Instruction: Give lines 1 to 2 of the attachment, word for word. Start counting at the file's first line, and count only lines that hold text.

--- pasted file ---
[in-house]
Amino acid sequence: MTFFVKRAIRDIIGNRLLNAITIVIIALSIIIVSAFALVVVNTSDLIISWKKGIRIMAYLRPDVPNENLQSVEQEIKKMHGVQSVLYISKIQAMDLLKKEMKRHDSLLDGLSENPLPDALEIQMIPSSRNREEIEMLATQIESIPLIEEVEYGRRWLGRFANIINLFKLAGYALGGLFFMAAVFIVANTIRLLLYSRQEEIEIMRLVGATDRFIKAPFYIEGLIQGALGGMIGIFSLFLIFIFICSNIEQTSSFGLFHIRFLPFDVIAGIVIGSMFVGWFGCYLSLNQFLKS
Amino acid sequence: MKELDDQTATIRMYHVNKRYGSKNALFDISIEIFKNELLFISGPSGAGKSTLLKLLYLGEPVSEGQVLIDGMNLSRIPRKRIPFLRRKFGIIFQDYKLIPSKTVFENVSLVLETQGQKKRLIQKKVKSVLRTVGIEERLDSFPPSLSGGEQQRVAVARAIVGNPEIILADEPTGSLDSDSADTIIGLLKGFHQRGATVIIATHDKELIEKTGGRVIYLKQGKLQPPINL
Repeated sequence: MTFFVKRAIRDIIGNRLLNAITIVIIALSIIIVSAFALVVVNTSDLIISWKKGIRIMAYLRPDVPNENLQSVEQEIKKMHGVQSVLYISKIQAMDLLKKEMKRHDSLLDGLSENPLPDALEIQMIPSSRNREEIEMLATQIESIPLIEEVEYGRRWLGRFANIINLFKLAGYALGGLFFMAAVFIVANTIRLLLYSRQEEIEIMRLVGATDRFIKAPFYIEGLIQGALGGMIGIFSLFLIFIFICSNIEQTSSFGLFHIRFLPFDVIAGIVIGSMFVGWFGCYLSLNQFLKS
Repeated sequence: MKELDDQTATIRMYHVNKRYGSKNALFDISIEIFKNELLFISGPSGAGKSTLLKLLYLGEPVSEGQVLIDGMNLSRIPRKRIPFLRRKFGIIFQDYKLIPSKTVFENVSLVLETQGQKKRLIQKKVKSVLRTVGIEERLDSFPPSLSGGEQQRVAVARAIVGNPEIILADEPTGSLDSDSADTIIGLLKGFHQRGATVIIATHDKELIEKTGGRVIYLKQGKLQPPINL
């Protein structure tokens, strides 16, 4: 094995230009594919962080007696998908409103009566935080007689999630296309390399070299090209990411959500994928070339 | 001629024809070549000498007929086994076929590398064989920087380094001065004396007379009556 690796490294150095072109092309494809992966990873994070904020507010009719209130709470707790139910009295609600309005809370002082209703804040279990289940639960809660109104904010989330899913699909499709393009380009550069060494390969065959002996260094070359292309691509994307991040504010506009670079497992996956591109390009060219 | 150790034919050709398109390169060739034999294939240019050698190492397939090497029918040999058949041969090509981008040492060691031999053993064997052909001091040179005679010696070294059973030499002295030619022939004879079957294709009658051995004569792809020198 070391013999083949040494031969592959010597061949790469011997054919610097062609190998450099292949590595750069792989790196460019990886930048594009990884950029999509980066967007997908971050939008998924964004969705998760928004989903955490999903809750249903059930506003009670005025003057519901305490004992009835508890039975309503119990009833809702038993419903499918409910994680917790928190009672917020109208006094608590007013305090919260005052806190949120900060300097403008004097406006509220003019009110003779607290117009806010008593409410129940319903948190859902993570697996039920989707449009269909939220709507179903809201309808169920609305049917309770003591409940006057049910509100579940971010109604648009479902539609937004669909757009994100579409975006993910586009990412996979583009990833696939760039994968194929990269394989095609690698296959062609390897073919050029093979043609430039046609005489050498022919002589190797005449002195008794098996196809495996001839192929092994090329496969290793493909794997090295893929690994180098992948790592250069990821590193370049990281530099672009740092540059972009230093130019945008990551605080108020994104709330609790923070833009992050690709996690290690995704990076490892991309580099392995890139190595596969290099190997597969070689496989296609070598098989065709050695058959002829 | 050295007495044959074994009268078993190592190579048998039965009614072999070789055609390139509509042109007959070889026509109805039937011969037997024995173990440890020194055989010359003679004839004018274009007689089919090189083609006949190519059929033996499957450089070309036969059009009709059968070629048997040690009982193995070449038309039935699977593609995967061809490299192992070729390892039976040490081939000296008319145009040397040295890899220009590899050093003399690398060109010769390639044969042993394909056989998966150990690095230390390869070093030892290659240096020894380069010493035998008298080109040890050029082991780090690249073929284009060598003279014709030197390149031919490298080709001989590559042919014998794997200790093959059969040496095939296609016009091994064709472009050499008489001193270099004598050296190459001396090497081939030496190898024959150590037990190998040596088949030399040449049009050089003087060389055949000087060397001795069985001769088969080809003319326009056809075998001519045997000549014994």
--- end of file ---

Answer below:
[in-house]
Amino acid sequence: MTFFVKRAIRDIIGNRLLNAITIVIIALSIIIVSAFALVVVNTSDLIISWKKGIRIMAYLRPDVPNENLQSVEQEIKKMHGVQSVLYISKIQAMDLLKKEMKRHDSLLDGLSENPLPDALEIQMIPSSRNREEIEMLATQIESIPLIEEVEYGRRWLGRFANIINLFKLAGYALGGLFFMAAVFIVANTIRLLLYSRQEEIEIMRLVGATDRFIKAPFYIEGLIQGALGGMIGIFSLFLIFIFICSNIEQTSSFGLFHIRFLPFDVIAGIVIGSMFVGWFGCYLSLNQFLKS